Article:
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A model to analyse financial fragility

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Author Info

  • Charles Goodhart
  • Pojanart Sunirand
  • Dimitrios Tsomocos

    ()

Abstract

This paper sets out a tractable model which illuminates problems relating to individual bank behaviour, to possible contagious inter-relationships between banks, and to the appropriate design of prudential requirements and incentives to limit ‘excessive’ risk-taking. Our model is rich enough to include heterogeneous agents, endogenous default, and multiple commodity, and credit and deposit markets. Yet, it is simple enough to be effectively computable and can therefore be used as a practical framework to analyse financial fragility. Financial fragility in our model emerges naturally as an equilibrium phenomenon. Among other results, a non-trivial quantity theory of money is derived, liquidity and default premia co-determine interest rates, and both regulatory and monetary policies have non-neutral effects. The model also indicates how monetary policy may affect financial fragility, thus highlighting the trade-off between financial stability and economic efficiency. Copyright Springer-Verlag Berlin/Heidelberg 2006

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File URL: http://hdl.handle.net/10.1007/s00199-004-0572-7
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Bibliographic Info

Article provided by Springer in its journal Economic Theory.

Volume (Year): 27 (2006)
Issue (Month): 1 (01)
Pages: 107-142

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Handle: RePEc:spr:joecth:v:27:y:2006:i:1:p:107-142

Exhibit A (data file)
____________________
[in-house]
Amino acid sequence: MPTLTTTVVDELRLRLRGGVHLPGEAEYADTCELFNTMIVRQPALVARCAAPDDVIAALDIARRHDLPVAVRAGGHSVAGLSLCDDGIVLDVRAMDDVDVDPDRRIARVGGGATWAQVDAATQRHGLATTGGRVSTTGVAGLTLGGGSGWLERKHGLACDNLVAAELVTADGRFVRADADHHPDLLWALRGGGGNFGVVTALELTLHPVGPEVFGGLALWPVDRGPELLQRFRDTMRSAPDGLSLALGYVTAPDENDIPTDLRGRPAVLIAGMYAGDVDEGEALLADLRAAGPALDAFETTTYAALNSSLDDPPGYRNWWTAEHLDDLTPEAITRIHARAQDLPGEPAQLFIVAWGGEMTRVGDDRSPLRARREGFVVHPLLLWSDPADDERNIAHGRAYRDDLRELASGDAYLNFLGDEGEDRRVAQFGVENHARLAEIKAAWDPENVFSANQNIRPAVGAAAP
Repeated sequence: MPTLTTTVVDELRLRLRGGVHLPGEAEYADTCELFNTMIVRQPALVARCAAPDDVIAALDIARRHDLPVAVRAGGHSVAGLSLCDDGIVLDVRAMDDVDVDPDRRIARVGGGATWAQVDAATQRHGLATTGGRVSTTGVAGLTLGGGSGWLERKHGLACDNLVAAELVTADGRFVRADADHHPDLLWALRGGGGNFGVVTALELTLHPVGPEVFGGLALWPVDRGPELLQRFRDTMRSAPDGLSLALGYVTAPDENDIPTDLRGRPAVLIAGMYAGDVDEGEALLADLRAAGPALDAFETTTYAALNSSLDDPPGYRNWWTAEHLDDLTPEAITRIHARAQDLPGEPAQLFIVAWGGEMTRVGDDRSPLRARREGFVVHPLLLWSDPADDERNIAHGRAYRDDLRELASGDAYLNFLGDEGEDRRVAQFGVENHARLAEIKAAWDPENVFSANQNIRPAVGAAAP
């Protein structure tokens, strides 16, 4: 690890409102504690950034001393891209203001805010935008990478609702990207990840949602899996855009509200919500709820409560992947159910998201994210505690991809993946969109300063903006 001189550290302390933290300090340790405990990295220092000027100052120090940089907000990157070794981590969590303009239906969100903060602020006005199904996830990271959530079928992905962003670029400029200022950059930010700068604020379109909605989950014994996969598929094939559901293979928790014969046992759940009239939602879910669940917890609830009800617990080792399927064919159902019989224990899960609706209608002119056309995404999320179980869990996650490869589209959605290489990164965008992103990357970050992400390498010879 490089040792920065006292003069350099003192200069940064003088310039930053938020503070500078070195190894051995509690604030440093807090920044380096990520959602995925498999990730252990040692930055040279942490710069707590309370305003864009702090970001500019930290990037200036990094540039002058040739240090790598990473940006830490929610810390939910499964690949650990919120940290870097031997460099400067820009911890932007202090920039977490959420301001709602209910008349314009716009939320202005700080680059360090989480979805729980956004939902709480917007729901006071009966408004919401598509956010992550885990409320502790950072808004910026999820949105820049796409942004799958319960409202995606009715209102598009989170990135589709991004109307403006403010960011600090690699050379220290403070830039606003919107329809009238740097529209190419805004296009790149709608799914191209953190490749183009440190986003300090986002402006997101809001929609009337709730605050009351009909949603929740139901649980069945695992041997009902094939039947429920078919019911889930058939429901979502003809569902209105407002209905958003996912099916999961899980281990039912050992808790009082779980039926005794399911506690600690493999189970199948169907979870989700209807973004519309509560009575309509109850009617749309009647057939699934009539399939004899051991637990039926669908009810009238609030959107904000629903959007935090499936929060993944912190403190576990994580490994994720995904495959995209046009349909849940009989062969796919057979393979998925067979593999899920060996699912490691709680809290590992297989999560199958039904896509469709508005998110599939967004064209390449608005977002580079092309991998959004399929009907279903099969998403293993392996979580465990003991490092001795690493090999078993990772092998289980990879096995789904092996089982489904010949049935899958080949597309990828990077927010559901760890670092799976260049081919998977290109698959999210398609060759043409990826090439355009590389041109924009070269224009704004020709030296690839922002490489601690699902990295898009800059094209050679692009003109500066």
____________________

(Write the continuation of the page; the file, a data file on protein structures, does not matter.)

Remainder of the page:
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Related research

Keywords: Financial fragility; Commerical banks; General equilibrium; Default; Incomplete markets; Monetary policy; Regulatory policy.;

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  1. Hart, Oliver D., 1975. "On the optimality of equilibrium when the market structure is incomplete," Journal of Economic Theory, Elsevier, vol. 11(3), pages 418-443, December.
  2. Tobin, James, 1982. " The Commercial Banking Firm: A Simple Model," Scandinavian Journal of Economics, Wiley Blackwell, vol. 84(4), pages 495-530.
  3. Dimitrios P Tsomocos, 2000. "Equilibrium Analysis, Banking and Financial Instability," Economics Series Working Papers 2003-FE-08, University of Oxford, Department of Economics.
  4. Charles Goodhart, 1989. "Money, Information and Uncertainty: 2nd Edition," MIT Press Books, The MIT Press, edition 2, volume 1, number 0262071223, January.
  5. Tomoyuki Nakajima & Herakles Polemarchakis, 2005. "Money and Prices Under Uncertainty," Review of Economic Studies, Oxford University Press, vol. 72(1), pages 223-246.
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